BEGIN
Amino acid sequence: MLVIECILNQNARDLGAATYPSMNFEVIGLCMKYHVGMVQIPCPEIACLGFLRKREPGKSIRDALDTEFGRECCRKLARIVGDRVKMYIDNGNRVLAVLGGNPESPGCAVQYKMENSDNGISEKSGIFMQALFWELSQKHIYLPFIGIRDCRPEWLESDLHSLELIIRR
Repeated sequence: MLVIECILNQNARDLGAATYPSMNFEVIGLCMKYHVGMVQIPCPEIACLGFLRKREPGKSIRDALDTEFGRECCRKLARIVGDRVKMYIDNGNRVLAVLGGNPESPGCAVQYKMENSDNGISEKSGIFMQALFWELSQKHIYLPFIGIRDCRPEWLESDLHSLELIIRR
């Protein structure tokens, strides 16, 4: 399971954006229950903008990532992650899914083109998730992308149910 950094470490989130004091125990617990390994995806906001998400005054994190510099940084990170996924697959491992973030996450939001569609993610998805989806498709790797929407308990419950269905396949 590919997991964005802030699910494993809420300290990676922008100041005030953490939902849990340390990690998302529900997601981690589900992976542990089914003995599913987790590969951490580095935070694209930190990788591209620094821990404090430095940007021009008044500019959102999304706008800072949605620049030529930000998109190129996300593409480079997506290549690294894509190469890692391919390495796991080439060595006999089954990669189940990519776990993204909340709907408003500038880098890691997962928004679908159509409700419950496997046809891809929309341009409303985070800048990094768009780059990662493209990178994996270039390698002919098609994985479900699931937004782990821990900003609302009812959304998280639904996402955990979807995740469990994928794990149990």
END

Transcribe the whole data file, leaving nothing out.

Amino acid sequence: MLVIECILNQNARDLGAATYPSMNFEVIGLCMKYHVGMVQIPCPEIACLGFLRKREPGKSIRDALDTEFGRECCRKLARIVGDRVKMYIDNGNRVLAVLGGNPESPGCAVQYKMENSDNGISEKSGIFMQALFWELSQKHIYLPFIGIRDCRPEWLESDLHSLELIIRR
Repeated sequence: MLVIECILNQNARDLGAATYPSMNFEVIGLCMKYHVGMVQIPCPEIACLGFLRKREPGKSIRDALDTEFGRECCRKLARIVGDRVKMYIDNGNRVLAVLGGNPESPGCAVQYKMENSDNGISEKSGIFMQALFWELSQKHIYLPFIGIRDCRPEWLESDLHSLELIIRR
């Protein structure tokens, strides 16, 4: 399971954006229950903008990532992650899914083109998730992308149910 950094470490989130004091125990617990390994995806906001998400005054994190510099940084990170996924697959491992973030996450939001569609993610998805989806498709790797929407308990419950269905396949 590919997991964005802030699910494993809420300290990676922008100041005030953490939902849990340390990690998302529900997601981690589900992976542990089914003995599913987790590969951490580095935070694209930190990788591209620094821990404090430095940007021009008044500019959102999304706008800072949605620049030529930000998109190129996300593409480079997506290549690294894509190469890692391919390495796991080439060595006999089954990669189940990519776990993204909340709907408003500038880098890691997962928004679908159509409700419950496997046809891809929309341009409303985070800048990094768009780059990662493209990178994996270039390698002919098609994985479900699931937004782990821990900003609302009812959304998280639904996402955990979807995740469990994928794990149990």